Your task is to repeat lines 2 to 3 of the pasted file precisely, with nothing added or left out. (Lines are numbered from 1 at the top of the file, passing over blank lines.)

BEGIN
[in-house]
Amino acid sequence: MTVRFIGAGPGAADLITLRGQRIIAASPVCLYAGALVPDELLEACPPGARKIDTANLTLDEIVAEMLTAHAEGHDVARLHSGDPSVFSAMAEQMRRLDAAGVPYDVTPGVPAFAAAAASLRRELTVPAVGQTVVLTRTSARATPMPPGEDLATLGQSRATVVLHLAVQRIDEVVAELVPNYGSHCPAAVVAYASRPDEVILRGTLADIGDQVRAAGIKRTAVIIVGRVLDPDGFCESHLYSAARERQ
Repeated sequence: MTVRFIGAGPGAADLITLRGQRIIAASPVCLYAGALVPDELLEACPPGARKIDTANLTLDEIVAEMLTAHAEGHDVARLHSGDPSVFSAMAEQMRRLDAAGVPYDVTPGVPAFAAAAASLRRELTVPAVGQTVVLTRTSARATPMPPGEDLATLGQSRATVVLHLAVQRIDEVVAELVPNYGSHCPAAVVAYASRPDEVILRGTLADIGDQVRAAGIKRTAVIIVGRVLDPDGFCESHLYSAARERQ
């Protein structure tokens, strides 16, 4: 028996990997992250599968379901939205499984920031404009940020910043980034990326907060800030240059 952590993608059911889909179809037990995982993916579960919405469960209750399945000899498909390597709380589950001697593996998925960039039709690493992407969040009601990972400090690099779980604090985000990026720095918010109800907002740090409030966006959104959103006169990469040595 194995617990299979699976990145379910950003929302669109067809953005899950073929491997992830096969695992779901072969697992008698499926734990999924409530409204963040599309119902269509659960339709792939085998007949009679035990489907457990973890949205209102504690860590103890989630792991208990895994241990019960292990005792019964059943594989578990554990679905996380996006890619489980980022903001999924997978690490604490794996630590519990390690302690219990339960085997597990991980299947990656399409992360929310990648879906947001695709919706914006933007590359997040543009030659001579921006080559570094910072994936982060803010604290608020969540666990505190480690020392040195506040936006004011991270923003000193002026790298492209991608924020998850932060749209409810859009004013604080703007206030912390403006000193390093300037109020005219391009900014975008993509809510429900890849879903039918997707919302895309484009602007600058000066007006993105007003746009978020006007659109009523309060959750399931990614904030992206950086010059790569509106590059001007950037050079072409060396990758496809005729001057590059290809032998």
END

Amino acid sequence: MTVRFIGAGPGAADLITLRGQRIIAASPVCLYAGALVPDELLEACPPGARKIDTANLTLDEIVAEMLTAHAEGHDVARLHSGDPSVFSAMAEQMRRLDAAGVPYDVTPGVPAFAAAAASLRRELTVPAVGQTVVLTRTSARATPMPPGEDLATLGQSRATVVLHLAVQRIDEVVAELVPNYGSHCPAAVVAYASRPDEVILRGTLADIGDQVRAAGIKRTAVIIVGRVLDPDGFCESHLYSAARERQ
Repeated sequence: MTVRFIGAGPGAADLITLRGQRIIAASPVCLYAGALVPDELLEACPPGARKIDTANLTLDEIVAEMLTAHAEGHDVARLHSGDPSVFSAMAEQMRRLDAAGVPYDVTPGVPAFAAAAASLRRELTVPAVGQTVVLTRTSARATPMPPGEDLATLGQSRATVVLHLAVQRIDEVVAELVPNYGSHCPAAVVAYASRPDEVILRGTLADIGDQVRAAGIKRTAVIIVGRVLDPDGFCESHLYSAARERQ